NAID's demo compo was probably one of the best judged compos of any party, and I'm not saying that because I was one of the judges. :-) There were several reasons why:
The demos all had to be in by a certain deadline, but it wasn't just a formality--they had to be tested on the compo machine *before* the compo actually began. Think about how smart this was: By testing beforehand, all the different system configurations that had to be done were in place before the compo began, thus eliminating delays in the compo. We found it also had a great side-benefit: Two of the demos crashed, so we were able to notify the programmers, and both of them were able to fix their demos before the compo began. As a result, all 11 demos submitted ran perfectly, and each demo got a fair shot.
The judges were not only from different geographical backgrounds (a Scottsman, two French-Canadians, and three Americans), but all had differing levels of experience:
The mix of people helped to get a good, round, objective observation of all the entries. It also brought with it, however, some heated discussion. For instance, Cairn McGreggor couldn't understand why DareDevil and I had given higher marks to some of the 4th and 5th place demos--we gave them high marks for coding because we recognized some of the skills necessary.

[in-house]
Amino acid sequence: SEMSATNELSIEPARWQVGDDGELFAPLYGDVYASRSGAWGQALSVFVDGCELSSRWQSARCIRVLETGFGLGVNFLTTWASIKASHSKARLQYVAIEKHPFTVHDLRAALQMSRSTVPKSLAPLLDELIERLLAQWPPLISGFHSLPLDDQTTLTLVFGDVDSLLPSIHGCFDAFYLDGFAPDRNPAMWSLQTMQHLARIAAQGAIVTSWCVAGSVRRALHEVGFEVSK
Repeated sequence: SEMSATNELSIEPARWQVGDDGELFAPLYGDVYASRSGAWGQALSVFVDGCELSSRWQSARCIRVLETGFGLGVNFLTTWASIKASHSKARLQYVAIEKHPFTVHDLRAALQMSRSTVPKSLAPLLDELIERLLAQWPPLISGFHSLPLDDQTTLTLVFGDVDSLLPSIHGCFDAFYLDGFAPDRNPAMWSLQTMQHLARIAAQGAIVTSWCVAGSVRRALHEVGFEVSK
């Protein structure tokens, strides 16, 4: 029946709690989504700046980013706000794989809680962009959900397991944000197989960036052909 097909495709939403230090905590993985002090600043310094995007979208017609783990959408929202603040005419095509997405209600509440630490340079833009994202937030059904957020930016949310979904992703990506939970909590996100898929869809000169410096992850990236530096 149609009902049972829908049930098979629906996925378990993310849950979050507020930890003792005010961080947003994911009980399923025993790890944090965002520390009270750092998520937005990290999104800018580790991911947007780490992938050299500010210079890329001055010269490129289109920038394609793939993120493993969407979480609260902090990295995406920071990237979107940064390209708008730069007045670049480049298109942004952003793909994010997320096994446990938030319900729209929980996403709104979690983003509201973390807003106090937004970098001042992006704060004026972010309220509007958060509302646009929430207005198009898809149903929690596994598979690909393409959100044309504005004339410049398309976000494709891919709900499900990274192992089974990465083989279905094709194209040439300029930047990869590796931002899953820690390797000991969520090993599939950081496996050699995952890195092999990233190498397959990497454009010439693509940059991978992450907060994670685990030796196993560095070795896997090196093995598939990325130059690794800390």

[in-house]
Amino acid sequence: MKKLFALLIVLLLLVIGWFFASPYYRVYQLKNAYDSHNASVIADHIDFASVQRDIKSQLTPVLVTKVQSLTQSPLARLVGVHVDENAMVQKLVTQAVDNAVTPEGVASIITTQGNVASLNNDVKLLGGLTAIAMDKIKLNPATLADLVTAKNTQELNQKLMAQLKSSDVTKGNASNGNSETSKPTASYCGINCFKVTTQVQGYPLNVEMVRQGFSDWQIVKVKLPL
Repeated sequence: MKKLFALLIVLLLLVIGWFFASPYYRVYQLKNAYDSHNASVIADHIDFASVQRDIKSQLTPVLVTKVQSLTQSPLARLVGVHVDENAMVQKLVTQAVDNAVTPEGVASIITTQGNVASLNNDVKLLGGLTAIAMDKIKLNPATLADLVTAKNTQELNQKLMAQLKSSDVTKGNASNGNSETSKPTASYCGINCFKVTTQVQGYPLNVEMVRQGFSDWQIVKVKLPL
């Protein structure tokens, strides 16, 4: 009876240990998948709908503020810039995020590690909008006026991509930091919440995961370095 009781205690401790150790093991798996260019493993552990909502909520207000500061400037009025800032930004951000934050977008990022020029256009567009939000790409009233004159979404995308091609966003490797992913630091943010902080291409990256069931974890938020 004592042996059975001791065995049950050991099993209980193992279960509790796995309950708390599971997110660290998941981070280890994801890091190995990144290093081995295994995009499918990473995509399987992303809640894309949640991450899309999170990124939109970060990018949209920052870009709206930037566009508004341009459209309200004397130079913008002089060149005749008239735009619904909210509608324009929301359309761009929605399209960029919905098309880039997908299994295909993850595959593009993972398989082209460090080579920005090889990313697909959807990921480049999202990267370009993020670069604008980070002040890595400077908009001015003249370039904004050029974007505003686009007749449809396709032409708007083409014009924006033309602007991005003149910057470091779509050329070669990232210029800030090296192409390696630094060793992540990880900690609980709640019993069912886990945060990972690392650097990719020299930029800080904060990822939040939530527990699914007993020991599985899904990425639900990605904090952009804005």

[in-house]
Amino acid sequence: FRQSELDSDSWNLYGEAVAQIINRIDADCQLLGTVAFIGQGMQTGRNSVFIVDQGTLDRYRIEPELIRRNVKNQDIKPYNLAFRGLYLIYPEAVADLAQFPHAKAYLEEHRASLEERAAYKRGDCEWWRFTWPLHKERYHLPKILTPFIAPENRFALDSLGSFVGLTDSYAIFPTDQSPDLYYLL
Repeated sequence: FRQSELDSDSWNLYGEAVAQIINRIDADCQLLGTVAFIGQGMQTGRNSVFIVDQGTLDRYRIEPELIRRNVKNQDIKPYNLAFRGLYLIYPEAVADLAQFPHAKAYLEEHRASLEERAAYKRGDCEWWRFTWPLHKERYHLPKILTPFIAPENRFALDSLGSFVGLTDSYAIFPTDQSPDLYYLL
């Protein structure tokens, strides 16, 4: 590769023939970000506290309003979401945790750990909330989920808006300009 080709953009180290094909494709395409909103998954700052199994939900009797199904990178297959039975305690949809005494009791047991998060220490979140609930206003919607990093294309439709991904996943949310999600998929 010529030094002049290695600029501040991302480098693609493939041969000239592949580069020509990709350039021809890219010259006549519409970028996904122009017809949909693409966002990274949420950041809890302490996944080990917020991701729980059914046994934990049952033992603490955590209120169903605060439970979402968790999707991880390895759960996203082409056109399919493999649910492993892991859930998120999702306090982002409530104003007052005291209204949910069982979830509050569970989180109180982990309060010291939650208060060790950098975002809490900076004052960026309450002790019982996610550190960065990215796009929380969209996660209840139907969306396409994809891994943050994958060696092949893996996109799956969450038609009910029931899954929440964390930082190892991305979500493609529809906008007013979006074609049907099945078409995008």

On the flip side, some of the other judges couldn't understand why DareDevil and I gave *low* marks to some of the demos, and that was because we recognized some ripped code. Based on this experience, I'd heavily recommend that any jury in the future have at least two coders, because ripping ideas is marginally okay, but ripping code is not.
The rating system was designed to eliminate any major differences of opinion, and was simple to follow: We gave up to five points in four categories: Coding Skill, Art/3D object design, Music, and Overall Design. Five points was the best rating; 1 was the worst.
Six judges rated each demo, so the maximum score for any demo was 120. (Tome of Opticron, which was the 1st place winner, received 103 points, for example.) Looking back, however, some of the demos' points were so close (places 5th to 9th were no more than 2 points apart between each other) that in the future, we should probably give up to ten points instead of five.
For not having one European production in the whole lot, the overall quality of all the demos was exceptional (except the last-place demo, which was essentially a joke-demo). Many had great design; Tome of Opticron, for example, had more original design than Second Reality or Dope.
The audience has to be given some credit as well. They gave credit where credit was due, applauded when original effects were shown, and *never* yelled at the screen.
All in all, NAID's demo compo was great, given the fact that it was the first ever in North America. I'm sure that next year's compo will improve tenfold.
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